The above preview is unformatted text

This student written piece of work is one of many that can be found in our GCSE Charities, Poverty and Development section.

Found what you're looking for?

  • Start learning 29% faster today
  • 150,000+ documents available
  • Just £6.99 a month

Not the one? Search for your essay title...
  • Join over 1.2 million students every month
  • Accelerate your learning by 29%
  • Unlimited access from just £6.99 per month

See related essaysSee related essays

Related GCSE Charities, Poverty and Development essays


    B.A.P.S has many functions and activities in the UK that involve both youths and adults. They include the following: 1. Annual national sponsored walk saw over 2000 participants walk the 10 km route, in all 41000 people were contacted to help raise funds for charitable purposes.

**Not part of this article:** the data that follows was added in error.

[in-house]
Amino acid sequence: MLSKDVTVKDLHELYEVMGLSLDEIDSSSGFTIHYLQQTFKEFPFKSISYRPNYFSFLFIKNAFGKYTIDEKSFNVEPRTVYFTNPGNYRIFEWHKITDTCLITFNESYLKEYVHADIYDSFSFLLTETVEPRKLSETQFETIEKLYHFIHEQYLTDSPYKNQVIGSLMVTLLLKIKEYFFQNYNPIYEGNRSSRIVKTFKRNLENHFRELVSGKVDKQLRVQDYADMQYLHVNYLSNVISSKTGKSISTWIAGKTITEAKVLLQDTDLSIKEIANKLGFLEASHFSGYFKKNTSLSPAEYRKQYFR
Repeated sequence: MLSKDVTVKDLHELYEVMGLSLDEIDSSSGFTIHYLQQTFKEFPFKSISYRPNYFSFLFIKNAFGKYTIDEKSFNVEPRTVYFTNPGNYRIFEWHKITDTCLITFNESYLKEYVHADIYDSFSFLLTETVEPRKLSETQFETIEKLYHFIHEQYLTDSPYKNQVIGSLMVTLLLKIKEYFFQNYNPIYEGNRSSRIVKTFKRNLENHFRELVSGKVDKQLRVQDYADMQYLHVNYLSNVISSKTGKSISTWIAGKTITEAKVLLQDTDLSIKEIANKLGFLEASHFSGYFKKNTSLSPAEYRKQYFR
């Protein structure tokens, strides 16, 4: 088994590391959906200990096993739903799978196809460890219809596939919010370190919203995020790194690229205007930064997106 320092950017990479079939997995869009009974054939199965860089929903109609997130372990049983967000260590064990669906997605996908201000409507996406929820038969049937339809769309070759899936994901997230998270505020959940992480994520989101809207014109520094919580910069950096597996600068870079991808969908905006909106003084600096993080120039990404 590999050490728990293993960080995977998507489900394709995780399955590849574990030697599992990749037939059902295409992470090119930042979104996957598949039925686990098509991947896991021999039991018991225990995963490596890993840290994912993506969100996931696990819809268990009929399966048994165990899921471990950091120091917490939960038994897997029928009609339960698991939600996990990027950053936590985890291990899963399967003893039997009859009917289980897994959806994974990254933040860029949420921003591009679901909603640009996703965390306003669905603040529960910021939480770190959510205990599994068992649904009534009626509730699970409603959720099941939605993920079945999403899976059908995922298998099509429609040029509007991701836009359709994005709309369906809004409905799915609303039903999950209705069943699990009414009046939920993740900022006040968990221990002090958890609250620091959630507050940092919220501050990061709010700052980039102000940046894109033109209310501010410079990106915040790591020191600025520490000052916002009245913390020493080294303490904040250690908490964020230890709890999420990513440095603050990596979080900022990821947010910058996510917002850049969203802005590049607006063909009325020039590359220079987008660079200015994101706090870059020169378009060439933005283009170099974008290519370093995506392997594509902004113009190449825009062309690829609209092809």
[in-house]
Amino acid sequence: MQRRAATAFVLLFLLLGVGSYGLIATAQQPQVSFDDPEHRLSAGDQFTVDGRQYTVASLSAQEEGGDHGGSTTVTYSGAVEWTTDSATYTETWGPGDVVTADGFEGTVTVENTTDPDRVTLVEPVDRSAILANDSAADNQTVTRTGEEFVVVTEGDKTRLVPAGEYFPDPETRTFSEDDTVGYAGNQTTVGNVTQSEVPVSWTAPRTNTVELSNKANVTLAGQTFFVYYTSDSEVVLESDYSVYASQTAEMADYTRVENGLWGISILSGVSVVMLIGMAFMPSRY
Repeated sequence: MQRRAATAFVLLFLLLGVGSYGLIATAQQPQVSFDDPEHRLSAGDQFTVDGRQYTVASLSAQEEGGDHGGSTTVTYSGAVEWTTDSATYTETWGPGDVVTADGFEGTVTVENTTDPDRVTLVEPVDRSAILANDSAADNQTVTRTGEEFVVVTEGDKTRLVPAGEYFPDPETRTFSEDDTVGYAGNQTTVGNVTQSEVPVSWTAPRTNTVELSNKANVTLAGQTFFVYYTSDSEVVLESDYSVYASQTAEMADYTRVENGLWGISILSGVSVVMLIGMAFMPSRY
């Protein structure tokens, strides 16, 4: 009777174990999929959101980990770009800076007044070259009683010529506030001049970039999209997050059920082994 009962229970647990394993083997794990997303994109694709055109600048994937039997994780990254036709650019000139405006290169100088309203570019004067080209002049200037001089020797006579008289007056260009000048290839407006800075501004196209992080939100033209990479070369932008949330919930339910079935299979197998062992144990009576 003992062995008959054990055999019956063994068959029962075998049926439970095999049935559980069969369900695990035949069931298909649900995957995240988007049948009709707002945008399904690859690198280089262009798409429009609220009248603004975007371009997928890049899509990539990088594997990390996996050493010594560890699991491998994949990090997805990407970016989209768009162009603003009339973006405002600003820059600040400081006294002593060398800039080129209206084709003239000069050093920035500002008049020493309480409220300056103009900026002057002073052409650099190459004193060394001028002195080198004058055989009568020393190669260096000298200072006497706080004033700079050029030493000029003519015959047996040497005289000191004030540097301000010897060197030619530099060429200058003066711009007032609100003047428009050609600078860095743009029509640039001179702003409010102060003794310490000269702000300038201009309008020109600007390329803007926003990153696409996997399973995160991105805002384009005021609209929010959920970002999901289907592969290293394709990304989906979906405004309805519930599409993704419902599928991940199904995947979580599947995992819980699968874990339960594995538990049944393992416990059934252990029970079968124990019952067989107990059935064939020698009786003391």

2. The Ultimate Crime, Poverty

    His munitions factory was spotless and neat. It is run with perfect efficiency. "Cleanliness and respectability do not need justification; they justify themselves. I see no darkness here, no dreadfulness. In your Salvation shelter I saw poverty, misery, cold and hunger (136)."

  1. Poverty Essay

    Make Poverty History was a year long campaign in 2005, the year in which the G8 summit took place in Edinburgh. It aimed to highlight the plight of 3rd world poverty by peaceful demonstrations, including marches I went on in London and in Edinburgh.

  2. Wealth and poverty essay

    Christianity teach us that we should feed that hungry and clothe the naked, many modern Christians believe that they can fulfill this duty whilst having wealth themselves in material possession. I don't think that this is an acceptable Christian practice because they have the wealth themselves while the people outside

  1. Wealth and Poverty